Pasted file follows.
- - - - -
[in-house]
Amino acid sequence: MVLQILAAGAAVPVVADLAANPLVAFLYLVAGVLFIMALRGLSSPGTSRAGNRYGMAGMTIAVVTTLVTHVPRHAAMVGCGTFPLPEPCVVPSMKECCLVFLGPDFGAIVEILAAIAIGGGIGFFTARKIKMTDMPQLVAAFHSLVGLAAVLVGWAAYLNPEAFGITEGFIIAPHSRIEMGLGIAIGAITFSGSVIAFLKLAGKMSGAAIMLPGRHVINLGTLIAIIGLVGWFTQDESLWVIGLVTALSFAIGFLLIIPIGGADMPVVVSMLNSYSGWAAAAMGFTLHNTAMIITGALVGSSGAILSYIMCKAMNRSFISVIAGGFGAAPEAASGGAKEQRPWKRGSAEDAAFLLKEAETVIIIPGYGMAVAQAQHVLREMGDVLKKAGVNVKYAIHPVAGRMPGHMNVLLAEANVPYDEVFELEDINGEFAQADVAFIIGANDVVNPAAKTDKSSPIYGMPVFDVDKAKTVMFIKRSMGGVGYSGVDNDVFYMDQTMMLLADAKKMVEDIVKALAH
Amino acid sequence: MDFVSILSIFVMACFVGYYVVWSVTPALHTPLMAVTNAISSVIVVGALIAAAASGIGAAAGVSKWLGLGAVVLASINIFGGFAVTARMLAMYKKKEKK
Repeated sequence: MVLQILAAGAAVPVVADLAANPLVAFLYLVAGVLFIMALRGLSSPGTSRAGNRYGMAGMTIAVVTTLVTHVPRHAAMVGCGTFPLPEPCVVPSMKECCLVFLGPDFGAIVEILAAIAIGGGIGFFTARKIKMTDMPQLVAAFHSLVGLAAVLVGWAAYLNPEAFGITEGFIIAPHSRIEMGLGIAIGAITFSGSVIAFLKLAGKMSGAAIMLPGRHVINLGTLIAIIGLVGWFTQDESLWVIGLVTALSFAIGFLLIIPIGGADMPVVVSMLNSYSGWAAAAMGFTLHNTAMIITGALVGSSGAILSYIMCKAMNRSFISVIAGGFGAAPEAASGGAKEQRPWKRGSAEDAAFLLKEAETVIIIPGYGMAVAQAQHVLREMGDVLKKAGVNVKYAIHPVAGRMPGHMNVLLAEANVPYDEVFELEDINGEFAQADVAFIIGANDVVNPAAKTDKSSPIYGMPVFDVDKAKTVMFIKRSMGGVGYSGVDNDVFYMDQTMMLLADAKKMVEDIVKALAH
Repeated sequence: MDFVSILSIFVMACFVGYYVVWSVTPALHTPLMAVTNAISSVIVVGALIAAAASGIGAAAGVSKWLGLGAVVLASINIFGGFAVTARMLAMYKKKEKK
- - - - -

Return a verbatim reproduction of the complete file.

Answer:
[in-house]
Amino acid sequence: MVLQILAAGAAVPVVADLAANPLVAFLYLVAGVLFIMALRGLSSPGTSRAGNRYGMAGMTIAVVTTLVTHVPRHAAMVGCGTFPLPEPCVVPSMKECCLVFLGPDFGAIVEILAAIAIGGGIGFFTARKIKMTDMPQLVAAFHSLVGLAAVLVGWAAYLNPEAFGITEGFIIAPHSRIEMGLGIAIGAITFSGSVIAFLKLAGKMSGAAIMLPGRHVINLGTLIAIIGLVGWFTQDESLWVIGLVTALSFAIGFLLIIPIGGADMPVVVSMLNSYSGWAAAAMGFTLHNTAMIITGALVGSSGAILSYIMCKAMNRSFISVIAGGFGAAPEAASGGAKEQRPWKRGSAEDAAFLLKEAETVIIIPGYGMAVAQAQHVLREMGDVLKKAGVNVKYAIHPVAGRMPGHMNVLLAEANVPYDEVFELEDINGEFAQADVAFIIGANDVVNPAAKTDKSSPIYGMPVFDVDKAKTVMFIKRSMGGVGYSGVDNDVFYMDQTMMLLADAKKMVEDIVKALAH
Amino acid sequence: MDFVSILSIFVMACFVGYYVVWSVTPALHTPLMAVTNAISSVIVVGALIAAAASGIGAAAGVSKWLGLGAVVLASINIFGGFAVTARMLAMYKKKEKK
Repeated sequence: MVLQILAAGAAVPVVADLAANPLVAFLYLVAGVLFIMALRGLSSPGTSRAGNRYGMAGMTIAVVTTLVTHVPRHAAMVGCGTFPLPEPCVVPSMKECCLVFLGPDFGAIVEILAAIAIGGGIGFFTARKIKMTDMPQLVAAFHSLVGLAAVLVGWAAYLNPEAFGITEGFIIAPHSRIEMGLGIAIGAITFSGSVIAFLKLAGKMSGAAIMLPGRHVINLGTLIAIIGLVGWFTQDESLWVIGLVTALSFAIGFLLIIPIGGADMPVVVSMLNSYSGWAAAAMGFTLHNTAMIITGALVGSSGAILSYIMCKAMNRSFISVIAGGFGAAPEAASGGAKEQRPWKRGSAEDAAFLLKEAETVIIIPGYGMAVAQAQHVLREMGDVLKKAGVNVKYAIHPVAGRMPGHMNVLLAEANVPYDEVFELEDINGEFAQADVAFIIGANDVVNPAAKTDKSSPIYGMPVFDVDKAKTVMFIKRSMGGVGYSGVDNDVFYMDQTMMLLADAKKMVEDIVKALAH
Repeated sequence: MDFVSILSIFVMACFVGYYVVWSVTPALHTPLMAVTNAISSVIVVGALIAAAASGIGAAAGVSKWLGLGAVVLASINIFGGFAVTARMLAMYKKKEKK